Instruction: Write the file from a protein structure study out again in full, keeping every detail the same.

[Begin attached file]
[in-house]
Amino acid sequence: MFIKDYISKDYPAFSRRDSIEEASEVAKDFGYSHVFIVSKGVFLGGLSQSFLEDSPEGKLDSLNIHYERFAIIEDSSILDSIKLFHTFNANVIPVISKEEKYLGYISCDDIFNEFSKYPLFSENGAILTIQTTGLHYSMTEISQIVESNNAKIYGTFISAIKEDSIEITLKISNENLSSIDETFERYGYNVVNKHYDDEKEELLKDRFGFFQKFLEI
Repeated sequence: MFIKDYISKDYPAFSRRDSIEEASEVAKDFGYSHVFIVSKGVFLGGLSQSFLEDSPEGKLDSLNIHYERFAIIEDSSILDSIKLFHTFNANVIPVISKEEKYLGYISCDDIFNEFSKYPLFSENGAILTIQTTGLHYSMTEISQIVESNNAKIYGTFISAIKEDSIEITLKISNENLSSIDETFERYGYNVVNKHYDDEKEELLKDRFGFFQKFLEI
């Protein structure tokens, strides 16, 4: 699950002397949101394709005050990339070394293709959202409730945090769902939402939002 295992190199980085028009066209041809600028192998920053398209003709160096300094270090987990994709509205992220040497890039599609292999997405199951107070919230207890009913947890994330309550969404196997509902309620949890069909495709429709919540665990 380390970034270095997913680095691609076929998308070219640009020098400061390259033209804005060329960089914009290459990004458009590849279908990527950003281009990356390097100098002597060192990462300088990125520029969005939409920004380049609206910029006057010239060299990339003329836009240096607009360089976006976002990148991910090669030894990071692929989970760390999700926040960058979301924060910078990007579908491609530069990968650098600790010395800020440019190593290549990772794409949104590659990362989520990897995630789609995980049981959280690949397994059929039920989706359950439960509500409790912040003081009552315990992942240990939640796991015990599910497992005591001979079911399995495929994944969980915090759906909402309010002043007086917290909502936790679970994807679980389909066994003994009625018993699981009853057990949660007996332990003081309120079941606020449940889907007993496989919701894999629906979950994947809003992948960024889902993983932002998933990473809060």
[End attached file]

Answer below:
[in-house]
Amino acid sequence: MFIKDYISKDYPAFSRRDSIEEASEVAKDFGYSHVFIVSKGVFLGGLSQSFLEDSPEGKLDSLNIHYERFAIIEDSSILDSIKLFHTFNANVIPVISKEEKYLGYISCDDIFNEFSKYPLFSENGAILTIQTTGLHYSMTEISQIVESNNAKIYGTFISAIKEDSIEITLKISNENLSSIDETFERYGYNVVNKHYDDEKEELLKDRFGFFQKFLEI
Repeated sequence: MFIKDYISKDYPAFSRRDSIEEASEVAKDFGYSHVFIVSKGVFLGGLSQSFLEDSPEGKLDSLNIHYERFAIIEDSSILDSIKLFHTFNANVIPVISKEEKYLGYISCDDIFNEFSKYPLFSENGAILTIQTTGLHYSMTEISQIVESNNAKIYGTFISAIKEDSIEITLKISNENLSSIDETFERYGYNVVNKHYDDEKEELLKDRFGFFQKFLEI
């Protein structure tokens, strides 16, 4: 699950002397949101394709005050990339070394293709959202409730945090769902939402939002 295992190199980085028009066209041809600028192998920053398209003709160096300094270090987990994709509205992220040497890039599609292999997405199951107070919230207890009913947890994330309550969404196997509902309620949890069909495709429709919540665990 380390970034270095997913680095691609076929998308070219640009020098400061390259033209804005060329960089914009290459990004458009590849279908990527950003281009990356390097100098002597060192990462300088990125520029969005939409920004380049609206910029006057010239060299990339003329836009240096607009360089976006976002990148991910090669030894990071692929989970760390999700926040960058979301924060910078990007579908491609530069990968650098600790010395800020440019190593290549990772794409949104590659990362989520990897995630789609995980049981959280690949397994059929039920989706359950439960509500409790912040003081009552315990992942240990939640796991015990599910497992005591001979079911399995495929994944969980915090759906909402309010002043007086917290909502936790679970994807679980389909066994003994009625018993699981009853057990949660007996332990003081309120079941606020449940889907007993496989919701894999629906979950994947809003992948960024889902993983932002998933990473809060």